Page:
• Finally, the oil appears to have anti-cancer properties as well, as demonstrated in this study, "Cancer chemopreventive agents, 4-phenylcoumarins from Calophyllum inophyllum." published in Cancer Letters. (2001 Aug 10;169(1):15-9.)

In a search for anti-tumor-promoting agents, we carried out a primary screening of ten 4-phenylcoumarins isolated from Calophyllum inophyllum L. (Guttiferae), by examining their possible inhibitory effects on Epstein--Barr virus early antigen (EBV-EA) activation induced by 12-O-tetradecanoylphorbol-13-acetate in Raji cells. All of the compounds tested in this study showed inhibitory activity against EBV, without showing any cytotoxicity. Calocoumarin-A (5) showed more potent activity than any of the other compounds tested. Furthermore, calocoumarin-A (5) exhibited a marked inhibitory effect on (skin) tumor promotion in an in vivo two-stage carcinogenesis test. The results of the present investigation indicate that some of these 4-phenylcoumarins might be valuable as potential cancer chemo-preventive agents (anti-tumor-promoters).


Sat Jul 09, 2011 4:44 pm
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Post Re: New Science on Tamanu Oil
This is good to see. I use Tamanu a lot, and have loved it for years. It has proven quite effective for everything from plain ol' skin care to carrying EOs for taking care of nasty infections . The Tamanu that Ananda carries is very nice--I really like it! Ooooh...in fact, I think I need to order more... :mrgreen:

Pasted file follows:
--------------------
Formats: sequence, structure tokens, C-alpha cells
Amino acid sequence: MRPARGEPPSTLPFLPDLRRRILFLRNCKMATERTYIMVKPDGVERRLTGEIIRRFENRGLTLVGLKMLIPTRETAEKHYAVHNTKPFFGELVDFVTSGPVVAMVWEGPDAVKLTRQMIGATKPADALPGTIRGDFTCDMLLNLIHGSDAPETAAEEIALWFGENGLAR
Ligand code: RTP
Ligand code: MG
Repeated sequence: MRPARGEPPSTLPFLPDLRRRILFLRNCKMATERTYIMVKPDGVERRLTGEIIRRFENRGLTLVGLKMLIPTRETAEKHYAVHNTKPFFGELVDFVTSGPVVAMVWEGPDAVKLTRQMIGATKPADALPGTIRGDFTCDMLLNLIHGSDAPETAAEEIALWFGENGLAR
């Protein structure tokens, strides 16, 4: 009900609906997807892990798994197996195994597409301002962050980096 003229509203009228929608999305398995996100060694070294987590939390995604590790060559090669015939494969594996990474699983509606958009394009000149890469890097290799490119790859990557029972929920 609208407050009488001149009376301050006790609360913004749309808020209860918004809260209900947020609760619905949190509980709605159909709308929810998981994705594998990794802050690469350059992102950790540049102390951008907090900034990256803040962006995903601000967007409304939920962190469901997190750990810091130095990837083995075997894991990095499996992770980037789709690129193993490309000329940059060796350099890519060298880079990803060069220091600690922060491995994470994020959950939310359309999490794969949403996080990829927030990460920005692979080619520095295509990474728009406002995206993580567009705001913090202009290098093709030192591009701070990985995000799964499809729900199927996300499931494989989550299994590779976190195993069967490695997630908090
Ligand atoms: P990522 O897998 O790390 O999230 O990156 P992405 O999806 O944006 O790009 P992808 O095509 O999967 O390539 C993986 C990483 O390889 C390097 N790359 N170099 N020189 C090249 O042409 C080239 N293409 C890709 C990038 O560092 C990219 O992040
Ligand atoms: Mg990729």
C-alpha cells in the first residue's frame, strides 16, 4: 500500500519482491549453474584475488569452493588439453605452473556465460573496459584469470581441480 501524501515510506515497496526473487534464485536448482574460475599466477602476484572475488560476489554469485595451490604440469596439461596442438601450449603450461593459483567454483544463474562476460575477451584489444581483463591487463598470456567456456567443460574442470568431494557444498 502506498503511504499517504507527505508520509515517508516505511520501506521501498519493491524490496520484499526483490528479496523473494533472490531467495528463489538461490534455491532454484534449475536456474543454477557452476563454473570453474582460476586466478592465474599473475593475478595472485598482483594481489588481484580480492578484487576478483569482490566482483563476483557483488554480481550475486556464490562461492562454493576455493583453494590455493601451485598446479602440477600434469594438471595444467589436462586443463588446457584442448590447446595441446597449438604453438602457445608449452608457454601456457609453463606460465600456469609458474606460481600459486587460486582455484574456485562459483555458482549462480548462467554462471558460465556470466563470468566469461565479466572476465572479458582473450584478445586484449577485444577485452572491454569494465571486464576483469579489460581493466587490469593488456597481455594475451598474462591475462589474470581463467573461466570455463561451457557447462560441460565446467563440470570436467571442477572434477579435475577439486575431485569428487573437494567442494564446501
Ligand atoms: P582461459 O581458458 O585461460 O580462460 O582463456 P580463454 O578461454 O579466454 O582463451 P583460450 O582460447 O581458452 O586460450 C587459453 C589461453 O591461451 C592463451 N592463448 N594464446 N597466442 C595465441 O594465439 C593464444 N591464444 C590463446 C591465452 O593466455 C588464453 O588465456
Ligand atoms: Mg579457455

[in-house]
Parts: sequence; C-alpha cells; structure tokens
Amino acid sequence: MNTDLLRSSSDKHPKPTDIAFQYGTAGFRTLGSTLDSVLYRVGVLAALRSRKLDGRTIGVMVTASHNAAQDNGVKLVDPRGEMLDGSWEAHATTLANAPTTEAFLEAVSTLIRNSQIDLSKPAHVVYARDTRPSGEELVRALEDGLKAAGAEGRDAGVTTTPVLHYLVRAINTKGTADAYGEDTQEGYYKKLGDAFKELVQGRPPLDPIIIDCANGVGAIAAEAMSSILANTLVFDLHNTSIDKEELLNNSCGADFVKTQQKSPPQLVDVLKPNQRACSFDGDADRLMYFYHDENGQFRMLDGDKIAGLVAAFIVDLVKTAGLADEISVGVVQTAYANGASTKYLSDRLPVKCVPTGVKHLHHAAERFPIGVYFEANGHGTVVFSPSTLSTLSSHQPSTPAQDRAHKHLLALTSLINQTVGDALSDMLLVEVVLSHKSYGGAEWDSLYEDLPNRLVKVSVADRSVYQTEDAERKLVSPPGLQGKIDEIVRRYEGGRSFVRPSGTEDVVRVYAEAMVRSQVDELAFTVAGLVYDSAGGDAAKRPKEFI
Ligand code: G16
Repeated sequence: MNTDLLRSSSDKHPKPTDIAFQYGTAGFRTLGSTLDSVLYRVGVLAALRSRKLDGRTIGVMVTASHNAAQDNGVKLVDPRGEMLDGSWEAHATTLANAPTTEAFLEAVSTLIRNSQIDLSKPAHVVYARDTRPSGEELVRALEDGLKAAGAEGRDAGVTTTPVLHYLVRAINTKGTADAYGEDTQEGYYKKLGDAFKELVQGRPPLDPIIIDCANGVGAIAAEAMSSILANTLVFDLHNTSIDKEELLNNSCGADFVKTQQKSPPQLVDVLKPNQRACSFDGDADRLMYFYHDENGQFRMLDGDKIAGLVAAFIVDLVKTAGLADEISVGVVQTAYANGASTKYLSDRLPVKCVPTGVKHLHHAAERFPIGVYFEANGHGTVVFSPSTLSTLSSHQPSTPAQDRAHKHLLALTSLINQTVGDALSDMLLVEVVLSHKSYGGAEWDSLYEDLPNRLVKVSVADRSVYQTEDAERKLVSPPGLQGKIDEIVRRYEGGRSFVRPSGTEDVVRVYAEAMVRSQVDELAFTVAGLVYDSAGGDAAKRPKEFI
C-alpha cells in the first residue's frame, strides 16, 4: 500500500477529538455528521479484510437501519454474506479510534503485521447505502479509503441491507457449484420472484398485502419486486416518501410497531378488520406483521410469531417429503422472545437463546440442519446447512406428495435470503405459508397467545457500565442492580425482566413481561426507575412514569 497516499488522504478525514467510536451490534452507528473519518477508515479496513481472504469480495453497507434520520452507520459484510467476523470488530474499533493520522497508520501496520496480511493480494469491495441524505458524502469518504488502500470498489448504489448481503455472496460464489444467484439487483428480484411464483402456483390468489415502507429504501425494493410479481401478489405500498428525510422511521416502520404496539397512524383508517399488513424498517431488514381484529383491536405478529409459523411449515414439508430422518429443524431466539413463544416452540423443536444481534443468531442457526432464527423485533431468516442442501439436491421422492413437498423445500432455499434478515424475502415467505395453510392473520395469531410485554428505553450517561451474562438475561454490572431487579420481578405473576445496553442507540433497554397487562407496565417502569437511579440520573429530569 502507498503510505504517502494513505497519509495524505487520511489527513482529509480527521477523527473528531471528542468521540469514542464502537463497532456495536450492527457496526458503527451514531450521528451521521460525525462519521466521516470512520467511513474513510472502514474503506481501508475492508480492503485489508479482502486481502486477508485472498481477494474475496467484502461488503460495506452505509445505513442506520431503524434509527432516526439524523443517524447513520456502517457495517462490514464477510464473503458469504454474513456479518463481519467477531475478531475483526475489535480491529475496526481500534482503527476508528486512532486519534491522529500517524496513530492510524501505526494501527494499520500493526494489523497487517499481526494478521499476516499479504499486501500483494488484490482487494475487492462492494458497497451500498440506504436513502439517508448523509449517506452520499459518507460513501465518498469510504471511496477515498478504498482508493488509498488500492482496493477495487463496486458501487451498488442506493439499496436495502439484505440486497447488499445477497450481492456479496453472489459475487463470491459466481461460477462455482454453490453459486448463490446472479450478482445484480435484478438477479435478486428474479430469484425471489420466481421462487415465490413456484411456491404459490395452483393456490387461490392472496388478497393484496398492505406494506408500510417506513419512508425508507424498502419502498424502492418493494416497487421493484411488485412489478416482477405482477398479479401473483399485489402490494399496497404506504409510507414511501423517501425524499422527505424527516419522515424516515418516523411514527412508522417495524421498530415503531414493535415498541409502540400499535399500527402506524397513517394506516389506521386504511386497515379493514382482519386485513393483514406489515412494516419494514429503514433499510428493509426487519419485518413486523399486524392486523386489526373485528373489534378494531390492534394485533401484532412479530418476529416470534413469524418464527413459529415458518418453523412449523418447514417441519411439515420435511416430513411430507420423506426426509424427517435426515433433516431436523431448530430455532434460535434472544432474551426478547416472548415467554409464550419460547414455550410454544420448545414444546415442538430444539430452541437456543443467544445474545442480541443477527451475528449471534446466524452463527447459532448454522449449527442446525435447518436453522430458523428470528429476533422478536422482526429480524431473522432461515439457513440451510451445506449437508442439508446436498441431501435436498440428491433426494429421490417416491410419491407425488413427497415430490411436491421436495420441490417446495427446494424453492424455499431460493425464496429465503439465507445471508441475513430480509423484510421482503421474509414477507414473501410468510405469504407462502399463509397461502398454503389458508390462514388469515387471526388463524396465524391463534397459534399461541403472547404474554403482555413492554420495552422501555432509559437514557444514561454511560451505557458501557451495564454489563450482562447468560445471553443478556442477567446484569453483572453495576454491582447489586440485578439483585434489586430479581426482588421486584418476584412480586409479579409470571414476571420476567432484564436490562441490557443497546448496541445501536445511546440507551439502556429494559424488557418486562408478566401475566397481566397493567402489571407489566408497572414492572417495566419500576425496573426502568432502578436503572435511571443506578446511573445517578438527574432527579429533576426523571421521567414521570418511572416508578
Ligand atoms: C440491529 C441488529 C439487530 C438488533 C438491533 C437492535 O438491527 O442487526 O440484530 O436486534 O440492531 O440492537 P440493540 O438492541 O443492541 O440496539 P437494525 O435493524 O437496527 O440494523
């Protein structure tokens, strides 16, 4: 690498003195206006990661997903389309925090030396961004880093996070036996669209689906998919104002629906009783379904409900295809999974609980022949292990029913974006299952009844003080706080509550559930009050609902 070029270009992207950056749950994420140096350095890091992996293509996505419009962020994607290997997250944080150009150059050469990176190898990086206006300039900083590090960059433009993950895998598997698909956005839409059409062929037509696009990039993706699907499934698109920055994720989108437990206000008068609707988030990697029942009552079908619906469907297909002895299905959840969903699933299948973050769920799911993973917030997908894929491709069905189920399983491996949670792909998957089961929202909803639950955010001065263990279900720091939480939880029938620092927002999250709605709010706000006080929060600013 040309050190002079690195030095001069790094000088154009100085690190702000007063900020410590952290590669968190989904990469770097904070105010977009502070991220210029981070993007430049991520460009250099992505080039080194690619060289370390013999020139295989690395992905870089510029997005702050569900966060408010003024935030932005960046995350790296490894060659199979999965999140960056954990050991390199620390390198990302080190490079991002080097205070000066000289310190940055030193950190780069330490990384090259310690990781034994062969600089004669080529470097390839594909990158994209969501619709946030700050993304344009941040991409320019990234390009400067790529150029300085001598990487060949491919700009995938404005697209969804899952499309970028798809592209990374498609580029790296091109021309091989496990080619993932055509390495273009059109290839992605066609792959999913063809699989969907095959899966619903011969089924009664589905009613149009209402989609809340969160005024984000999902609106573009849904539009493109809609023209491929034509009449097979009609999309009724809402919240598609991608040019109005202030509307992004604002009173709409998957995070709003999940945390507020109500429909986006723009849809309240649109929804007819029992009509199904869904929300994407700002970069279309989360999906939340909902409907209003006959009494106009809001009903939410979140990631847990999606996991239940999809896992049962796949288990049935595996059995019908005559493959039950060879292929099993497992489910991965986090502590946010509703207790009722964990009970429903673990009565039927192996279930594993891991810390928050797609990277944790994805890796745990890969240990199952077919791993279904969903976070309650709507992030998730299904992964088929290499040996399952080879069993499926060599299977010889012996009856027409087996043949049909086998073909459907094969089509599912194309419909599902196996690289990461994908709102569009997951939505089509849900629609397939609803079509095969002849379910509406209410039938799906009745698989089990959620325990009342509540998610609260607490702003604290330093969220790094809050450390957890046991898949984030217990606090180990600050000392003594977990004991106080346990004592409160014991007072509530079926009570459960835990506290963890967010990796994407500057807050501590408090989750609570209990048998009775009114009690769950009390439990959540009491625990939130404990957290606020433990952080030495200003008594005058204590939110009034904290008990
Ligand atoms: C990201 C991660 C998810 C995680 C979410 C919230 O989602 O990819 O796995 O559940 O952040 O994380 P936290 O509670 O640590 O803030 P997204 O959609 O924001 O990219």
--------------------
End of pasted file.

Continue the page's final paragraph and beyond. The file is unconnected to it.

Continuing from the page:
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Sun Aug 21, 2011 12:49 pm
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Post Re: New Science on Tamanu Oil
Nice. Yes, it's become the carrier oil I use the most of myself. I don't have any "particular" skin condition that demands anything in particular, yet Tamanu seems to "do it all" anyway.

And yes, we've tried importing oil from a couple of sources -- some seem aged too long or improperly (the Tamanu nut is traditionally dried for a couple of months under palm fronds, and must be carefully watched during that time to ensure they STAY dry, and no mold accumulates). Proper made oil doesn't have the STRONG aroma sometimes associated with Tamanu (though it does have a little bit of an earthy aroma even when made perfectly)...and this one I really like :) If fact, I think I could use a little douse on my face right now... :)


Sun Aug 21, 2011 4:06 pm
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Joined: Tue Oct 11, 2011 2:52 pm